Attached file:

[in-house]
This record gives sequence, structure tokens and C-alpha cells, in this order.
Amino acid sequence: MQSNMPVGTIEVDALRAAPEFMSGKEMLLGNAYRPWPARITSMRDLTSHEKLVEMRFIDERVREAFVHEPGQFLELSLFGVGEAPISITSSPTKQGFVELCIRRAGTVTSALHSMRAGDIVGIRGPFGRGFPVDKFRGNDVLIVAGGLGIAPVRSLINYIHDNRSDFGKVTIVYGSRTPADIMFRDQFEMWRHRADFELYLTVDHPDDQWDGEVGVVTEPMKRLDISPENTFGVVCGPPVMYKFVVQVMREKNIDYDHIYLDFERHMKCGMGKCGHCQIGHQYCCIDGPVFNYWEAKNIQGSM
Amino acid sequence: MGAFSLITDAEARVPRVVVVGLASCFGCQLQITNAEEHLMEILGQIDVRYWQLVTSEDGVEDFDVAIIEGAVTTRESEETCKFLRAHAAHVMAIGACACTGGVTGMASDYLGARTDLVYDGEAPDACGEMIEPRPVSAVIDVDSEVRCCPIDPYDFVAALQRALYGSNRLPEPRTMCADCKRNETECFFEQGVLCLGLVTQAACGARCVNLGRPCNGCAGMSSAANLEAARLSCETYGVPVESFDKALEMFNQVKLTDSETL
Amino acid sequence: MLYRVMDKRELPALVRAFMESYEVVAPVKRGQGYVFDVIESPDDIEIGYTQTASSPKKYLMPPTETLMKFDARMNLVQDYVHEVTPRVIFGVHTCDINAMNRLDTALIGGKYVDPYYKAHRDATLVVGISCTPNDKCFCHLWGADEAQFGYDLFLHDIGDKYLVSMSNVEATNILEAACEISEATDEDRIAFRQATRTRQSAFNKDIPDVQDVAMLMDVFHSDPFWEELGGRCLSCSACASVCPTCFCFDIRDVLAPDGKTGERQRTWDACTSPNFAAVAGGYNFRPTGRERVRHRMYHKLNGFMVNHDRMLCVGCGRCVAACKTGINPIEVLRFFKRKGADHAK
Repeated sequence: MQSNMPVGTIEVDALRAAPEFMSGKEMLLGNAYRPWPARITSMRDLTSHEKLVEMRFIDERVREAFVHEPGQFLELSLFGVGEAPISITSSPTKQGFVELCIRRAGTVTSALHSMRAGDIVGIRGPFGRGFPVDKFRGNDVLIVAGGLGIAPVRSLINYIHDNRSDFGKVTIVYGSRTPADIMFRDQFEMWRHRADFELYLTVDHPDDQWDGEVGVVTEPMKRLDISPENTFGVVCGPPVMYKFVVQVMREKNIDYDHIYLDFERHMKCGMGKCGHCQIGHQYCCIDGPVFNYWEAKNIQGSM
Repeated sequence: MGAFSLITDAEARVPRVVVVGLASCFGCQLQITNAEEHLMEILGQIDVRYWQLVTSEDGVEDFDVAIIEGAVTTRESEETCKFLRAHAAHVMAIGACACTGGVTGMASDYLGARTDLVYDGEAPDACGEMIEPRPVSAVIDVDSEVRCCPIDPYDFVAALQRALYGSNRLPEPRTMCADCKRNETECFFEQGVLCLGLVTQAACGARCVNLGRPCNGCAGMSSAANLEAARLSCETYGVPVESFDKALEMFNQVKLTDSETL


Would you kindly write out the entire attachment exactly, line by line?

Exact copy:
[in-house]
This record gives sequence, structure tokens and C-alpha cells, in this order.
Amino acid sequence: MQSNMPVGTIEVDALRAAPEFMSGKEMLLGNAYRPWPARITSMRDLTSHEKLVEMRFIDERVREAFVHEPGQFLELSLFGVGEAPISITSSPTKQGFVELCIRRAGTVTSALHSMRAGDIVGIRGPFGRGFPVDKFRGNDVLIVAGGLGIAPVRSLINYIHDNRSDFGKVTIVYGSRTPADIMFRDQFEMWRHRADFELYLTVDHPDDQWDGEVGVVTEPMKRLDISPENTFGVVCGPPVMYKFVVQVMREKNIDYDHIYLDFERHMKCGMGKCGHCQIGHQYCCIDGPVFNYWEAKNIQGSM
Amino acid sequence: MGAFSLITDAEARVPRVVVVGLASCFGCQLQITNAEEHLMEILGQIDVRYWQLVTSEDGVEDFDVAIIEGAVTTRESEETCKFLRAHAAHVMAIGACACTGGVTGMASDYLGARTDLVYDGEAPDACGEMIEPRPVSAVIDVDSEVRCCPIDPYDFVAALQRALYGSNRLPEPRTMCADCKRNETECFFEQGVLCLGLVTQAACGARCVNLGRPCNGCAGMSSAANLEAARLSCETYGVPVESFDKALEMFNQVKLTDSETL
Amino acid sequence: MLYRVMDKRELPALVRAFMESYEVVAPVKRGQGYVFDVIESPDDIEIGYTQTASSPKKYLMPPTETLMKFDARMNLVQDYVHEVTPRVIFGVHTCDINAMNRLDTALIGGKYVDPYYKAHRDATLVVGISCTPNDKCFCHLWGADEAQFGYDLFLHDIGDKYLVSMSNVEATNILEAACEISEATDEDRIAFRQATRTRQSAFNKDIPDVQDVAMLMDVFHSDPFWEELGGRCLSCSACASVCPTCFCFDIRDVLAPDGKTGERQRTWDACTSPNFAAVAGGYNFRPTGRERVRHRMYHKLNGFMVNHDRMLCVGCGRCVAACKTGINPIEVLRFFKRKGADHAK
Repeated sequence: MQSNMPVGTIEVDALRAAPEFMSGKEMLLGNAYRPWPARITSMRDLTSHEKLVEMRFIDERVREAFVHEPGQFLELSLFGVGEAPISITSSPTKQGFVELCIRRAGTVTSALHSMRAGDIVGIRGPFGRGFPVDKFRGNDVLIVAGGLGIAPVRSLINYIHDNRSDFGKVTIVYGSRTPADIMFRDQFEMWRHRADFELYLTVDHPDDQWDGEVGVVTEPMKRLDISPENTFGVVCGPPVMYKFVVQVMREKNIDYDHIYLDFERHMKCGMGKCGHCQIGHQYCCIDGPVFNYWEAKNIQGSM
Repeated sequence: MGAFSLITDAEARVPRVVVVGLASCFGCQLQITNAEEHLMEILGQIDVRYWQLVTSEDGVEDFDVAIIEGAVTTRESEETCKFLRAHAAHVMAIGACACTGGVTGMASDYLGARTDLVYDGEAPDACGEMIEPRPVSAVIDVDSEVRCCPIDPYDFVAALQRALYGSNRLPEPRTMCADCKRNETECFFEQGVLCLGLVTQAACGARCVNLGRPCNGCAGMSSAANLEAARLSCETYGVPVESFDKALEMFNQVKLTDSETL